This memoir offers a courageous and intimate chronicle of life in a residential school. Now a retired fisherman and trapper, the author was one of an estimated 150,000 First Nations, Inuit, and Metis children who were taken from their families and sent to government- funded, church-run schools, where they were subjected to a policy of “aggressive assimilation.” As Augie Merasty recounts, these schools did more than attempt to mold children in the ways of white society. They were taught to be ashamed of their native heritage and, as he experienced, often suffered physical and sexual abuse. But, even as he looks back on this painful part of his childhood, Merasty’s sense of humour and warm voice shine through.
- Over 1/3 of this slim volume consists of modern-day explaining and exploring by David Carpenter, an author Merasty was eventually put in contact with after writing to the “dean of the University of Saskatchewan”, inquiring about a co-writer to help him with his memoir. Carpenter’s writings allow Merasty’s story to become a fuller story by showing the long-term impact of residential schools. The afterword is perhaps the most heartbreaking part of the book, to learn that Merasty did not have the support to pull out of his downward spiral even after he worked so hard on creating his own life and recording his story.
- Merasty narrates in first person. Although Carpenter has tidied up and smoothed out Merasty’s words, his distinct voice remains. I felt as though I could be reading a transcript of a friend telling me his experiences. Merasty originally started writing as part of his testimony for the Truth and Reconciliation Commission. His work is more a primary document than a literary memoir. Merasty’s real and raw perspective provides a valuable contribution to body of residential school memoirs.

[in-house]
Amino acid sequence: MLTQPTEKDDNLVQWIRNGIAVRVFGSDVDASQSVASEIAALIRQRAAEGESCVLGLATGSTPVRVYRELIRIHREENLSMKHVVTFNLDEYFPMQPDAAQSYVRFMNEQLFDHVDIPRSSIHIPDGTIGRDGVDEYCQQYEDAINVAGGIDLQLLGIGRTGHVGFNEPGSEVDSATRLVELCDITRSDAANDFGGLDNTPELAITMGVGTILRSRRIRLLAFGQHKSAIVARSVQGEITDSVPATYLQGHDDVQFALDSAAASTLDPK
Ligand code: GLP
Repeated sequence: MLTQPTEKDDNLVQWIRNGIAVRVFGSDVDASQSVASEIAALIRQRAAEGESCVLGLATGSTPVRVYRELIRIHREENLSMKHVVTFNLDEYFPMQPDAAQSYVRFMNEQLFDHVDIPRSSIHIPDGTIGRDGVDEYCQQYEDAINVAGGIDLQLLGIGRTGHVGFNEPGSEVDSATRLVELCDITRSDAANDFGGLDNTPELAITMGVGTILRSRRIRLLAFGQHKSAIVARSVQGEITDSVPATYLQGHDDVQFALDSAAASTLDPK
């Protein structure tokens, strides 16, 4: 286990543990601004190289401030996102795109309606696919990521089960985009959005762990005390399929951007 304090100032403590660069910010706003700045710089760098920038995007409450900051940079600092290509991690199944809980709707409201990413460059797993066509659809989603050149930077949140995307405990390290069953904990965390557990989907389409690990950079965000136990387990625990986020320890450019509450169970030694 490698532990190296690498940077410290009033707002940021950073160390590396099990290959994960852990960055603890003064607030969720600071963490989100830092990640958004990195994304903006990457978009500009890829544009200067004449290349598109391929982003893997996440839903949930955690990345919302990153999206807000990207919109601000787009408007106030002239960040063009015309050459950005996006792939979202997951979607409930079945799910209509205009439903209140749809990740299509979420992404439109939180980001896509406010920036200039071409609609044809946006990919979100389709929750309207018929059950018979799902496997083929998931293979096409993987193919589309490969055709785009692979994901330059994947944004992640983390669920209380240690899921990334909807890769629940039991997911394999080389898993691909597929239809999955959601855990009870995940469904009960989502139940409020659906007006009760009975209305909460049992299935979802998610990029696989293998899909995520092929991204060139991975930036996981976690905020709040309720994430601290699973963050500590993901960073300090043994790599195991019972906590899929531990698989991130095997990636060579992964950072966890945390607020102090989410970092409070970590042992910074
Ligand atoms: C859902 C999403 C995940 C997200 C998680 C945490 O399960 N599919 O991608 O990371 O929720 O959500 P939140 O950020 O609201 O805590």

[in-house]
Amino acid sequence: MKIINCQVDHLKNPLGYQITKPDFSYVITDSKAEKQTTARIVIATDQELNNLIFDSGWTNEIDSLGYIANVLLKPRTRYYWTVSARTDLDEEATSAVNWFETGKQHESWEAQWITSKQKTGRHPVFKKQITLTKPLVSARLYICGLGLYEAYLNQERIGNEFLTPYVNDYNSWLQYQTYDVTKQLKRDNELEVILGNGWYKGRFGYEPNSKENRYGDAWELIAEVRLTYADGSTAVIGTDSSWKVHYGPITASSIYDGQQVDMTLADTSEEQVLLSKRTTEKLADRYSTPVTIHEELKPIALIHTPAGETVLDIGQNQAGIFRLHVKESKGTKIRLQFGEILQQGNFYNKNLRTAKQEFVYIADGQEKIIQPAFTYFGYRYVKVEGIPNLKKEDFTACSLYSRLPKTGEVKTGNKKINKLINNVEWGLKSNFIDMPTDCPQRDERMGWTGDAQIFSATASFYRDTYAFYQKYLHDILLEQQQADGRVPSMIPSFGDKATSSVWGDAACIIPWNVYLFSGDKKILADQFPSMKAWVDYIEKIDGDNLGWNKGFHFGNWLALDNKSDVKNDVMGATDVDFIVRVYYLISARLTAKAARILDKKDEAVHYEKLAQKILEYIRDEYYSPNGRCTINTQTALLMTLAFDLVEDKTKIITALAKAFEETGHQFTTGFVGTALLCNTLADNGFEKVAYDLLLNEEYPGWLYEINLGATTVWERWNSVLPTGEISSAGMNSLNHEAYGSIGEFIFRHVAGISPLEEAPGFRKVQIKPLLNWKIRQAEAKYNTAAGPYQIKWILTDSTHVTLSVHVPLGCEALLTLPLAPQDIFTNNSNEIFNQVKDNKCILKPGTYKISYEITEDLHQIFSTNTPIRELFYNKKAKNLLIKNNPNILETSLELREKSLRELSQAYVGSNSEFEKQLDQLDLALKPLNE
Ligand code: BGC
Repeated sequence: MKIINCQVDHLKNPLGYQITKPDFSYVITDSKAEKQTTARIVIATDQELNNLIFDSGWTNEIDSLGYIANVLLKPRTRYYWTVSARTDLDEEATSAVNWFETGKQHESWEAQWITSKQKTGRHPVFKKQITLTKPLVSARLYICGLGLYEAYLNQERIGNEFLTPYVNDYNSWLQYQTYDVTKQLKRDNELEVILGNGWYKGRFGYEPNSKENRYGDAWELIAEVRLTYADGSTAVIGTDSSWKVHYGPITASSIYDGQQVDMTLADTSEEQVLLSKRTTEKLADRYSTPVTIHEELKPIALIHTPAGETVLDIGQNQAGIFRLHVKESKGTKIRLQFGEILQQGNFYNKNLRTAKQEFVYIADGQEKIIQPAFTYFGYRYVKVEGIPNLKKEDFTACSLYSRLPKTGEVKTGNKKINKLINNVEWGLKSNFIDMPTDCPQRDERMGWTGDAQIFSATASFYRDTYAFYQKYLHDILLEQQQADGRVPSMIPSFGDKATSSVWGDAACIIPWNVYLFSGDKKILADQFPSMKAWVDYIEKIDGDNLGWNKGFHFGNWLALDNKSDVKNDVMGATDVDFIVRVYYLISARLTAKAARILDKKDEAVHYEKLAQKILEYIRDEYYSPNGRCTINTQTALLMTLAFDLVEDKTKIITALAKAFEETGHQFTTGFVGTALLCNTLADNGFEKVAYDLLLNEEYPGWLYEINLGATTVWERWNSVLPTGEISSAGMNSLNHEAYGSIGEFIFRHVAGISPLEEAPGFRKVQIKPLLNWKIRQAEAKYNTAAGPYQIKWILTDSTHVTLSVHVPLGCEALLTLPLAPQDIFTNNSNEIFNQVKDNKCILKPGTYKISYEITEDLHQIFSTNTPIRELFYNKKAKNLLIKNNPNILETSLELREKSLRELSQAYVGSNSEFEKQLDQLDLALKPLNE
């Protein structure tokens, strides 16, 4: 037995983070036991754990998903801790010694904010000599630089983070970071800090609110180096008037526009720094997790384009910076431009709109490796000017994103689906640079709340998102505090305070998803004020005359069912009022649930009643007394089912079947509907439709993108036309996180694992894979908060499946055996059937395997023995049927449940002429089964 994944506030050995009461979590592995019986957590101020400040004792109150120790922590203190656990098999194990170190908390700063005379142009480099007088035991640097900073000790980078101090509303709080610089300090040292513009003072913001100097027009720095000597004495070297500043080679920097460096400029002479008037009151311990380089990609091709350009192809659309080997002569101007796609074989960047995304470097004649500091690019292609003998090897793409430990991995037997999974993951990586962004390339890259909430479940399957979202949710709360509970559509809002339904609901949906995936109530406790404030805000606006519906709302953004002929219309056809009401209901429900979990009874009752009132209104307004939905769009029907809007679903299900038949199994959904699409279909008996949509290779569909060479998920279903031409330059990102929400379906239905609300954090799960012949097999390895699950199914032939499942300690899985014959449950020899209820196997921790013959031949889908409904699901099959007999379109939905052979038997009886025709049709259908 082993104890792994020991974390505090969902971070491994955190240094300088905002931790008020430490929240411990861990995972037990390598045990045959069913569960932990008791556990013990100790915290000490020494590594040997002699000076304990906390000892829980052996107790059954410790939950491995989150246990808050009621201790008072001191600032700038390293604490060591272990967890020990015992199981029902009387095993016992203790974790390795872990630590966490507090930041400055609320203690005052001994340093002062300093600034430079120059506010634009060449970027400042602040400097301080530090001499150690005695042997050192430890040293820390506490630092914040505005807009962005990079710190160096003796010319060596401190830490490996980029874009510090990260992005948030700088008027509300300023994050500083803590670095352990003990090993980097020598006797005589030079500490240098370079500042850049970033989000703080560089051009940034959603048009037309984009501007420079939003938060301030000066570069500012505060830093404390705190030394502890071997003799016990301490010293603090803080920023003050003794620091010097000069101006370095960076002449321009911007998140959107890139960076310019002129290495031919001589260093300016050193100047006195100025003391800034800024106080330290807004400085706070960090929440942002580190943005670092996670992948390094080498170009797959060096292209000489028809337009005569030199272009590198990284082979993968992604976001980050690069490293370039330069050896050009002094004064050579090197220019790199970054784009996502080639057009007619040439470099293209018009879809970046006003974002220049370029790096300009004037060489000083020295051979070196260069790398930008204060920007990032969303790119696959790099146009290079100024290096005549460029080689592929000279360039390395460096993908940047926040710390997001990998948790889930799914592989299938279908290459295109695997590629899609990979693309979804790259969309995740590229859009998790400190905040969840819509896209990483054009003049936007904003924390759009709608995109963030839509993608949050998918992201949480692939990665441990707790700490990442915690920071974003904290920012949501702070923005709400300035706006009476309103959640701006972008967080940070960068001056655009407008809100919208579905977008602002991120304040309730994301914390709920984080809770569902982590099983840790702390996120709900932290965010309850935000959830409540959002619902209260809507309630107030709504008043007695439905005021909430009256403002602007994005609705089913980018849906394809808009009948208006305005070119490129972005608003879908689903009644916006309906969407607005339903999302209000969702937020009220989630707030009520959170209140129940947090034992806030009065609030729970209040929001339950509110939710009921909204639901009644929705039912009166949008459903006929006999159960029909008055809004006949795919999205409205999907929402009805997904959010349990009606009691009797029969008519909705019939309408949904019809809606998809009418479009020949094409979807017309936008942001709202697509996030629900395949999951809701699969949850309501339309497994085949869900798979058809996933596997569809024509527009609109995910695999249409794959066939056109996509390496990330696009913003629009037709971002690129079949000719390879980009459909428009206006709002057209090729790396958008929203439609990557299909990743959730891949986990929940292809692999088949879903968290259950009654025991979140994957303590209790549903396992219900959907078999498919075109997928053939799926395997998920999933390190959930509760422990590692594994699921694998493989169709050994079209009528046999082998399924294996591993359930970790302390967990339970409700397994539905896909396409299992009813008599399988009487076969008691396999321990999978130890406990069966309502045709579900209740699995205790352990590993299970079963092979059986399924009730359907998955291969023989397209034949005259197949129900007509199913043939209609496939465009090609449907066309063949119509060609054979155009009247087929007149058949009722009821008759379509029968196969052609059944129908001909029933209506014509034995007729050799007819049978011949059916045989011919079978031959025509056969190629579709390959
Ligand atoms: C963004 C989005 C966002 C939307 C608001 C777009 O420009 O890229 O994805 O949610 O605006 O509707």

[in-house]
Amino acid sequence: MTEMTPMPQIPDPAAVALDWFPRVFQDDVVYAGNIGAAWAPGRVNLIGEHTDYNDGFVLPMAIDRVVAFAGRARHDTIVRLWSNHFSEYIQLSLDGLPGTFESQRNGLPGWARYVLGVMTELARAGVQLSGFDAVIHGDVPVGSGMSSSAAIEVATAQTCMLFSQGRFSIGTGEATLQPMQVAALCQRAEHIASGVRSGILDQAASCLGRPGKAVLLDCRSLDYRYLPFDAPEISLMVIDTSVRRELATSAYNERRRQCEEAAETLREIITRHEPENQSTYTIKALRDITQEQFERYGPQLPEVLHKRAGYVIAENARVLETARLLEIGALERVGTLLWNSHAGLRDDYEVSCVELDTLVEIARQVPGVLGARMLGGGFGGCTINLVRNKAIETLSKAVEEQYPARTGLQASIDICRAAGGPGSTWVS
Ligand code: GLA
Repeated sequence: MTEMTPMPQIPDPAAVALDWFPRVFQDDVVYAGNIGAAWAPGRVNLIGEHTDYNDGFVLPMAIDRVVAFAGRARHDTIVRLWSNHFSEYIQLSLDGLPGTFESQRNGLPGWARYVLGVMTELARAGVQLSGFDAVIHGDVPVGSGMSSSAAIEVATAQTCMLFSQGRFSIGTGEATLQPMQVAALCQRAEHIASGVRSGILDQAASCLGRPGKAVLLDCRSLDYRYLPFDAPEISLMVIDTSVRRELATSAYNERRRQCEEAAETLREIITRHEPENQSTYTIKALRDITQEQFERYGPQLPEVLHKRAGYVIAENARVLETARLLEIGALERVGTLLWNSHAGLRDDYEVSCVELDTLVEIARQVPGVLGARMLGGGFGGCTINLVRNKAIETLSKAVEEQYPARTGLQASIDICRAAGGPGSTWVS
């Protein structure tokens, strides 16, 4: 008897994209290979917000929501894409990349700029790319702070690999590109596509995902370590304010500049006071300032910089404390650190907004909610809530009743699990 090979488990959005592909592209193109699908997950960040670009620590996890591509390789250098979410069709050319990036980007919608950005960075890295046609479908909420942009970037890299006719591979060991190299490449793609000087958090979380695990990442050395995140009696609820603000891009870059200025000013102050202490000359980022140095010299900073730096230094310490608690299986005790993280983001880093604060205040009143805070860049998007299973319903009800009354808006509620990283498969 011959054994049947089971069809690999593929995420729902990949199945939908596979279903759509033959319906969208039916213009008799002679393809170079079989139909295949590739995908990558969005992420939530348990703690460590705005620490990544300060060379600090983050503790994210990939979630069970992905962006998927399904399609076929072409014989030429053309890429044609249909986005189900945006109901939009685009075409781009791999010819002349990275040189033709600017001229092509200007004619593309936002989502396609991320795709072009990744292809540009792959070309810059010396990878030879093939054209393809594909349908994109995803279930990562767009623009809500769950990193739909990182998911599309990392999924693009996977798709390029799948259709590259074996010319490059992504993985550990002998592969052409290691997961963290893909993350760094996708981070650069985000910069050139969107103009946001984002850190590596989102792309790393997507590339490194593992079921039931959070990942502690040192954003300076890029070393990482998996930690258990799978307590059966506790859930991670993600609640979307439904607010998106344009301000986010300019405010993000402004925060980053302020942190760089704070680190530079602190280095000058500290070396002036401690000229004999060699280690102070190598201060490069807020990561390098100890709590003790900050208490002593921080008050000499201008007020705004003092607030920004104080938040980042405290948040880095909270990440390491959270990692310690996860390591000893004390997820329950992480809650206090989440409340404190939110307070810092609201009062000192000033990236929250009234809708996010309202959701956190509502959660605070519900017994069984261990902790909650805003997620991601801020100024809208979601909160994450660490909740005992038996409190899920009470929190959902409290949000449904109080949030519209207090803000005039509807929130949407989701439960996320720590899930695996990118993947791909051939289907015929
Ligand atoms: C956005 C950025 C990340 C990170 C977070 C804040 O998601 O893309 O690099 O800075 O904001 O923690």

- Merasty understands that he doesn’t need to write a detailed tell all in order to have his readers understand the horrors experienced by residential school attendees. His memoir never strays toward the graphic. There are times when reading a vivid account of a person’s experiences can be valuable, and all people have a right to share their experiences as they wish. There are times, however, when an account like Merasty’s – that explores and condemns the horrors but doesn’t require you to imagine them too closely – can be beneficial. You don’t necessarily need to have a clear full account to be moved someone’s story. Merasty’s memoir, therefore, is suitable for the faint-hearted or those new to the topic.
- I found it somewhat comforting (not sure if that’s the right word given the subject) to read about the good people in the schools he remembers. In the first chapter, he describes all the people “who showed kindness and genuine care for us kids”, briefly mentioning ominous figures but dismissing them for the time being. Merasty encounters nasty beings, but his first chapter reminds you that there are some decent people in the world.
- The Education of Augie Merasty is a residential school memoir suitable for those new to the topic or those looking to read a first-hand account.
“I have many more stories about all that transpired […]. But I sincerely hope that what I have related here will have some impact, so all that has happened in our school, and other schools in all parts of Canada – the abuse and terror in the lives of Indian children – does not occur ever again.” (86%)